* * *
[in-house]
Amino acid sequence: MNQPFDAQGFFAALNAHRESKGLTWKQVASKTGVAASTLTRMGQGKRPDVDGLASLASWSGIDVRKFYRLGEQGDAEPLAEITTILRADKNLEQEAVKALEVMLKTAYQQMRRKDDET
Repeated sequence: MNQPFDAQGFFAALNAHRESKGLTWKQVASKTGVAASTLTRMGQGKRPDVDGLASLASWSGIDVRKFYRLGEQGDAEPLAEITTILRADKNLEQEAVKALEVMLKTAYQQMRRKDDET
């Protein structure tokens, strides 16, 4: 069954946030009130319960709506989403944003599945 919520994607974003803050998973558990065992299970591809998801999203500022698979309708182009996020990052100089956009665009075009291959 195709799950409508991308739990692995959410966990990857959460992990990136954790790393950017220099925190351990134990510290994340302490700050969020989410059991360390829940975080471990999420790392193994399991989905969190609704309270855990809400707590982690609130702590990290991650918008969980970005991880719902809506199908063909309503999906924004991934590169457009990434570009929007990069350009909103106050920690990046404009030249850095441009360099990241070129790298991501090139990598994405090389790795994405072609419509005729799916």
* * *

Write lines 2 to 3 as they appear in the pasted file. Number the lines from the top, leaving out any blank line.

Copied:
Amino acid sequence: MNQPFDAQGFFAALNAHRESKGLTWKQVASKTGVAASTLTRMGQGKRPDVDGLASLASWSGIDVRKFYRLGEQGDAEPLAEITTILRADKNLEQEAVKALEVMLKTAYQQMRRKDDET
Repeated sequence: MNQPFDAQGFFAALNAHRESKGLTWKQVASKTGVAASTLTRMGQGKRPDVDGLASLASWSGIDVRKFYRLGEQGDAEPLAEITTILRADKNLEQEAVKALEVMLKTAYQQMRRKDDET